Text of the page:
the top mistakes ux designers make

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Post on 15-Jan-2015




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While UX designers are taught to fail fast, Scott Berkun talks about the things that they keep failing on, and advice to break the cycle.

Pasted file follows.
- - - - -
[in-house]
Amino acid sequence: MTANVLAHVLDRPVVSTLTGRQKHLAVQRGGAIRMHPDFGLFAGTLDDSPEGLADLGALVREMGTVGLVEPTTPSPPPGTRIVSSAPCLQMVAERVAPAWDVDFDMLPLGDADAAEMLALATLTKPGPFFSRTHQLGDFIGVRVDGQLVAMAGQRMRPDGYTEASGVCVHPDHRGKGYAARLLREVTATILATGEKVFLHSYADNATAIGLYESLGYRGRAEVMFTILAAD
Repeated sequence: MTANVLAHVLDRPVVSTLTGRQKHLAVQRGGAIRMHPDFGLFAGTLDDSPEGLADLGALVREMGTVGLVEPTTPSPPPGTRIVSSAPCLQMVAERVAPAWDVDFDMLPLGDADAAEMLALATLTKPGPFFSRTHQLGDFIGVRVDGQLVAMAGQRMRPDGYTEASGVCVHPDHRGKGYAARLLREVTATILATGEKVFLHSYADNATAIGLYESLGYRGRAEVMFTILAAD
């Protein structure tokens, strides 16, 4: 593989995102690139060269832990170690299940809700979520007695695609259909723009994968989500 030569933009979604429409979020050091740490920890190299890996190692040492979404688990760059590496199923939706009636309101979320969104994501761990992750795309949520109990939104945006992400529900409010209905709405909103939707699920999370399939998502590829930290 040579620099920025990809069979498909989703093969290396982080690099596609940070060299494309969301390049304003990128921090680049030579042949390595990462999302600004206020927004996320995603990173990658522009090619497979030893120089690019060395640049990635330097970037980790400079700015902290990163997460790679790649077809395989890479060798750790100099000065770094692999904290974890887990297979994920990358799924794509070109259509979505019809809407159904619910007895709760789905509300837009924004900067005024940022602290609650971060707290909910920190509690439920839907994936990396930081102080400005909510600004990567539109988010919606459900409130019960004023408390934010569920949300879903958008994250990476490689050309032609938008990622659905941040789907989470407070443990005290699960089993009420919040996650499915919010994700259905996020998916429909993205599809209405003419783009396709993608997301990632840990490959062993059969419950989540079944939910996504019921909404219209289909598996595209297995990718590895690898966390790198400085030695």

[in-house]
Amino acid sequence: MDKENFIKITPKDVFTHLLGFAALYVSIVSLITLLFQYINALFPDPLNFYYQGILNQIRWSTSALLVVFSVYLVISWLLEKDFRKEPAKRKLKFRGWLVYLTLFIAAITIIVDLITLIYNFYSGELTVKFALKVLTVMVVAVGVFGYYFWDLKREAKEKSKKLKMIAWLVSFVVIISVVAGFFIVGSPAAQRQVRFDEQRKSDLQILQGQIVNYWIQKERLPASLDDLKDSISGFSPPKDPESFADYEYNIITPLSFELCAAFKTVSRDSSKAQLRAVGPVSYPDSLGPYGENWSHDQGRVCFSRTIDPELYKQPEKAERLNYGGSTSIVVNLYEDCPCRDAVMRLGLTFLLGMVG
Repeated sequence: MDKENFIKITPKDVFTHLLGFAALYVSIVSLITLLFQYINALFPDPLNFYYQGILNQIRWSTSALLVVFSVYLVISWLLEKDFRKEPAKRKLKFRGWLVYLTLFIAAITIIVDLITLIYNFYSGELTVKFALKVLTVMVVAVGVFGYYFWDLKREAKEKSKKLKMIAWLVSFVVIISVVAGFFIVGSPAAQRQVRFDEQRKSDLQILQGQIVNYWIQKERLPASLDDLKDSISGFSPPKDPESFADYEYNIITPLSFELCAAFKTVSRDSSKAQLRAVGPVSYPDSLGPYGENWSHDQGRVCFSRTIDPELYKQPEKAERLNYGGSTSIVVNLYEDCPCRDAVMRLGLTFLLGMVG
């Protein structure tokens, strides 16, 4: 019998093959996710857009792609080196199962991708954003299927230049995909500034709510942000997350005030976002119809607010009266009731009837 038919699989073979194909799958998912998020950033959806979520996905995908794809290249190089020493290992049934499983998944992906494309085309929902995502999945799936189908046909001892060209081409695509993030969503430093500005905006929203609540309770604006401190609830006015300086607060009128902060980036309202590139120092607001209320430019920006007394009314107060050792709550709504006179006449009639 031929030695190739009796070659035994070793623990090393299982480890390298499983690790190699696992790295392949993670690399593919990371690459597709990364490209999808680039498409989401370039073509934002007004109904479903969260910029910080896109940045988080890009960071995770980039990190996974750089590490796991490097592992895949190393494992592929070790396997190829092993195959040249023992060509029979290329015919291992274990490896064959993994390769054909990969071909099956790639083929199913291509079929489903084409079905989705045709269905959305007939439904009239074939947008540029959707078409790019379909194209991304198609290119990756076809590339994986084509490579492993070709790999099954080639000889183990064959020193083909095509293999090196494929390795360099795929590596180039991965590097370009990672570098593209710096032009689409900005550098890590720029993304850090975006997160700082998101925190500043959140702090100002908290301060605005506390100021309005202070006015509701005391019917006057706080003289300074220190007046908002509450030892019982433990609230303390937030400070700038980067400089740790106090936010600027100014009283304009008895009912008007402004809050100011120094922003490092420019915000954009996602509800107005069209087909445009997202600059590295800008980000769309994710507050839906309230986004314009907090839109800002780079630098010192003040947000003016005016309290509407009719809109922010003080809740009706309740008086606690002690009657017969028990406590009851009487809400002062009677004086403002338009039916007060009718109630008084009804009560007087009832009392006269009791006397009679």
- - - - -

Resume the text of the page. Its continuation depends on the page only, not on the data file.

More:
2. Rather than talk about tactical mistakes, such as in prototyping and running studies, I focused on the ones we overlook the most, about attitude and culture. Scott Berkun 3. Not credible in the culture.Most designers and researchers are specialists, making them minorities in the places they work. Mosttraining UX people get assumes they are working alone, which is rarely true. This means their values andattitudes likely dont match the work culture of most companies. The burden to fit in, or to recognize whatthe culture values and provide it, is on the specialist. If you are the best designer alive, but work in a placeignorant of design, your lack of credibility in the culture renders your design ability useless. Being aspecialist means you will always be explaining what you do, your entire career, including translating yourvalue into a language your coworkers can understand.Advice *Earn credibility in your culture on your cultures terms. 4. Never make it easy.The first users you have are your co-workers. How easy is it to follow your advice? As a specialist, its easy tobecome the UX police, scolding and scowling your way through meetings. No one likes the police. Generally,people do what is easiest to do. If your work creates more work for them, they will naturally want to avoidyou. Specialists often scowl from ivory towers, where they provide advice that is hard to follow, orsometimes, hard to understand as its not in the language of the culture. Advice * Make it easy / fun to follow your advice. 5. Vulcan pretension.There are deeply embedded value systems among designers and researchers that are self destructive. Forresearch, its Vulcan: I research, analyze, and produce data. I do not offer my own opinion ever. Buteveryone else does give opinions, and in many cases the opinion of a researcher is morevaluable. Researchers should say feel comfortable saying This is not based on data, but I think whichprotects the integrity of data, but allows them to offer opinions just as everyone else does.Advice * Get out of your office. 6. Never get dirty.In many tech cultures there is plenty of dirty work to do: mainly finding bugs and reporting bugs. Anyonecan do it, but no one wants to do it, and everyone avoids it. Often there are bug bashes or engineering teamevents to find and deal with bugs. As a specialist, its easy to go home early while the development teamstays late to do the dirty work. If youre part of the culture, youd stay and help when there is dirty work tobe done. But if youre a consultant, youd go home. How do you want to be perceived? For people who dontknow what you do, helping out with the dirty work may be the first way to earn a positive reputation, or tomake that first friend or two. Advice *Have something at stake. 7. Forget your coworkers are meta-users.Unless you write production code, you are not actually building the product customers use. You makethings, specs, mockups, or reports, that are given to others who must convert your work into the actualproduct. This means you must design both for you actual customers, and for your coworkers, who are thefirst consumers of your ideas. Usability reports are often tragically hard to use. Mockups and design specsoften forget details developers need such as sizes in pixels, and hex colors.Advice * Design for your developers/managers, as they are the first users of your work. 8. Pretending you have power.Most specialists play advisory roles. They give advice. There is nothing wrong with being an advice giver.The challenge in being an advice giver means the critical skill for success is persuasion and sales. You needto be an expert at selling your ideas. To pretend that you dont need to sell your ideas, is to pretend youhave power. Advice givers should be evaluated heavily on how much of their advice is followed. Givingadvice is easy. Getting people to follow it is where your value is. Advice * Consider switching to a role with power. 9. Ignore possible allies.Among your co-workers, one of them loves you the most (or hates you the least). If you are not enlistingthem to support your requests, or give you feedback youre ignoring your possible allies. Advice * Seek powerful allies. 10. Dionysian pretensionFor designers, its the dreamer mentality as an excuse for not having to do the thinking required to make anidea real. I just come up with ideas for things, its not my job to figure out how to make it work. This isrelated to never getting your hands dirty, as all ideas have dirty work required to make them real that mustbe done, and if the person coming up with an idea does not participate in the process, it demotivateseveryone else from wanting to follow that idea.Advice * Drop your ego. 11. Dont know the business.Everyone should know why they have a job. Who decided to hire a UX person instead of another developer?What argument did they make? Find out. Find out how the company makes money and which kinds ofdecisions are likely to make profits grow. Having a better UX doesnt guarantee anything: many marketleading products are UX disasters. How can this be? If you dont know how thats possible, then you dontunderstand how many other factors beyond UX are involved in your business. Advice * Follow the money 12. Scott Berkun Books Advice * Read the Books. 13. Image Source/CreditsSlide 1Scream Woman 3Dr. House 4Blackboard 5Mr. Spock 6Rugby 7Coworker 8Superman 9Kung Fu Panda 10 Dionysos/Bacchus 11 Dollar 14 Scream Kids 14. THANK YOU!THE TOP MISTAKES UX DESIGNERS MAKE WRITTEN BY SCOTT BERKUN WWW.SCOTTBERKUN.COM DESIGNED BY GIUSEPPE MARINO G.MARINO@GMX.CH Advice * Like it? Share it!